By John Johnson
BassFan Senior Editor
It's pretty difficult to find fault with the performance of an angler who finishes no lower than 32nd during the course of an entire Bassmaster Elite Series season and winds up 3rd in the Angler of the Year (AOY) race, as Kevin VanDam did this year.
There's another end of that spectrum, though, and that's the one VanDam focuses on when assessing his campaign. The 14th he posted last month at the St. Lawrence River was his high-water mark for the year, and he feels as if he mismanaged several opportunities to end up inside the Top 12.
He's made a ridiculous 28 straight 50-cuts, but he hasn't advanced to the final day in a regular-season derby since the 2012 opener – a span of 15 outings.
The vast majority of the Elite Series roster would take his '13 ledger (and the eight five-figure paychecks it produced) and be positively tickled with it. The bar that KVD has set during his illustrious career is a bit higher, though, and he's grown weary of constantly having Sundays off during tournament weeks.
"I'm not going to lie, I'm disappointed in the year I had," he said. "There was something (bad) that happened in every event and a lot of those things were my own fault.
"I let my history at some of the places I've been cloud my judgment. It's great to have all this experience, but sometimes it can get you in trouble, especially when you've got extreme conditions with the weather or the water."
Three that Really Hurt
Three events this year stand out as instances in which VanDam felt like he underachieved – the opener at the Sabine River, the mid-season derby at the raging Alabama River and the finale at Lake St. Clair in his home state of Michigan.
At the Sabine, he lost three fish in the 5- to 6-pound class en route to a 15th-place showing. For that fishery, those were monstrous bites.
"That was a place I'd never seen, and I had a chance to do exceptionally well if those three giant bass hadn't come off," he said. "That normally doesn't happen on a jig with braided line, but it was one of those things that cost me right out of the gate.
"When you're looking at making a run at the AOY, it doesn't matter whether it's the first event or the last – when you get your chances, you've got to capitalize on them."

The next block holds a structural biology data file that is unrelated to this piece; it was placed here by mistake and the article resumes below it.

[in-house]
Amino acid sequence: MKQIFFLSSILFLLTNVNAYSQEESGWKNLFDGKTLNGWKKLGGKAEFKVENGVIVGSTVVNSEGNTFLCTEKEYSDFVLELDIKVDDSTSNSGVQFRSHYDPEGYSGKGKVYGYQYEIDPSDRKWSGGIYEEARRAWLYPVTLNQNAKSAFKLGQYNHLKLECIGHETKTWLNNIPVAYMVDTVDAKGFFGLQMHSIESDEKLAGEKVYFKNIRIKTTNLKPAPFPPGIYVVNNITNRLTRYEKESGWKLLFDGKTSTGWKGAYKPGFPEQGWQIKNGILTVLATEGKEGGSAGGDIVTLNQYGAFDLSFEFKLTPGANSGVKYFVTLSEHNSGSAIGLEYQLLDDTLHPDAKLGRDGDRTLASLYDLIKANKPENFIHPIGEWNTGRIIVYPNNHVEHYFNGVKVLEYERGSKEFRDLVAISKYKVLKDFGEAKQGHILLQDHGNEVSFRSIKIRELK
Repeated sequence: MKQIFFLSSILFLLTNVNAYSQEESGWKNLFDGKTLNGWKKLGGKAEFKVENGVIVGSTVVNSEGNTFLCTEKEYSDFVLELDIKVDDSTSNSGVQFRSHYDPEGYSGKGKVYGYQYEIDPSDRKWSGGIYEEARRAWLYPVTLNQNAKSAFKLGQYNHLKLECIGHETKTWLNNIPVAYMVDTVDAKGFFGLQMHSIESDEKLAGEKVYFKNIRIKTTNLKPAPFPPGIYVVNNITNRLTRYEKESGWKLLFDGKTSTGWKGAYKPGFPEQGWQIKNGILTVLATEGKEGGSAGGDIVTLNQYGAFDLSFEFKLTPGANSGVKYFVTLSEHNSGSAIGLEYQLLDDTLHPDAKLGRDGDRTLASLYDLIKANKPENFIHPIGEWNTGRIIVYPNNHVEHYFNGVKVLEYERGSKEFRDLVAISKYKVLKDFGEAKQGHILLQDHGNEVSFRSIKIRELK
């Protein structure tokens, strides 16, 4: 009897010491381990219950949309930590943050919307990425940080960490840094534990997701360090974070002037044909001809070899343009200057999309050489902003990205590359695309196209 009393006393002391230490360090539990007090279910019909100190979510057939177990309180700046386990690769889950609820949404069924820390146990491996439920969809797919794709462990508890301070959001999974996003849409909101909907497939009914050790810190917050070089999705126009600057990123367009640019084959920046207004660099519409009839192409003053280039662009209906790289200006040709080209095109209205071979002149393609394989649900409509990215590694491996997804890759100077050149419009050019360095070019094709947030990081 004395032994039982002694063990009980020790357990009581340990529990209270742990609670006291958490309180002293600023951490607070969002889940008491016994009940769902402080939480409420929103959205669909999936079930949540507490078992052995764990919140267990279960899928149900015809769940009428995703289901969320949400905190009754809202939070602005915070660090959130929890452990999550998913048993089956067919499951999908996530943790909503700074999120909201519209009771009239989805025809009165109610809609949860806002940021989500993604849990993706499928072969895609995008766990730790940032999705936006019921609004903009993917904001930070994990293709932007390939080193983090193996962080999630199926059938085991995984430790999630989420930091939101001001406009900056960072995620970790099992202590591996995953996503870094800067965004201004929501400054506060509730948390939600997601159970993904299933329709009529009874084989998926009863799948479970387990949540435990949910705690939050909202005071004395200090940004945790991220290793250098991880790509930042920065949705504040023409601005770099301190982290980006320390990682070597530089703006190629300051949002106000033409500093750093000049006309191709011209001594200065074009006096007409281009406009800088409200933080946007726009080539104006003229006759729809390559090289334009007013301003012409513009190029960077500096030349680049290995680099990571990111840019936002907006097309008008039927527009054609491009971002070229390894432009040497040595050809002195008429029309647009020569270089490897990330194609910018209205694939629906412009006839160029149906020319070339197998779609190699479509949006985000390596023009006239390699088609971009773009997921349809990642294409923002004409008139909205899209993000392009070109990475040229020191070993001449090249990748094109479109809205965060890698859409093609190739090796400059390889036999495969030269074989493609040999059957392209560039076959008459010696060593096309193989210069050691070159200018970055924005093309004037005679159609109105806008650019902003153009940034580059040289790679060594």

The Alabama River and St. Clair represented his two lowest finishes of the season (32nd and 31st, respectively). At both he made decisions about where to focus his efforts that, in hindsight, he deemed erroneous.
At the Alabama, which was roaring in early May due to a wet spring, he knew the area directly below the Bolden Dam would play a big role in the outcome. He had a solid practice on the lower stretches, though, and never ventured up there.
VanDam said hard-headedness cost him at the Lake St. Clair event in his home state.
Three months later, he opted to stay on St. Clair when the consensus opinion was that the event couldn't be won there due to the streamlined state of the lake's biggest smallmouths. Most of the top finishers went to Lake Erie, while winner Chris Lane and 3rd-place finisher Alton Jones traveled to Lake Huron.
"That was pretty much me being hard-headed to the fact that St. Clair had been so good for the last 3 or 4 years," he said. "I don't fish over there too often, but I fished it before the off-limits and a few times last summer and fall and we always caught a lot of big, quality smallmouths. The first day of practice I knew something was definitely up, but I thought that in a different area the fish would be healthier.
"What really blows me away was the fish were not in that condition right before the off-limits. I couldn't imagine that things could change that much in a month, but they did."
One More Shot
VanDam will get another chance to shine in his home state this month when Toyota All-Star Week comes to Lake Muskegon on the final weekend of September. That's only about a 1 1/2-hour drive from his home in Kalamazoo and it's a venue that he fished frequently prior to turning pro more than two decades ago.
After that he'll embark on an ultra-busy fall schedule that'll include competing in the Toyota Texas Bass Classic and the second Major League Fishing event of 2013, along with numerous sponsorship commitments. In between, he'll try to take in at least a couple of his sons' high school tennis matches.
All the while, 2014 won't be far from his stream of consciousness.
"There's definitely plenty to work on in terms of next season for me," he said. "There were some lessons learned this year, for sure. I'm excited to see what the schedule's going to look like and I hope there's some new bodies of water on there.
"The longer you do this and the more experience you have, the harder it is to forget the past. You want to utilize what you've learned from past experience to your advantage, but you've got to focus on the current conditions. That's what I have to do a better job of."
> VanDam appeared to be a real threat to win the St. Lawrence River event as he was in 3rd place at the midway point, just a little over 2 pounds behind leader and eventual winner Brandon Palaniuk. His day-3 bag was 6 pounds lighter than his average to that point, though, and he slid to 14th. "Saturday was a lot tougher, but I still got some good bites," he said. "I just didn't get all of them in the boat. At one point I had a 4 12-pounder in my hand that would've given me plenty (of weight) to fish on Sunday, but I didn't get him."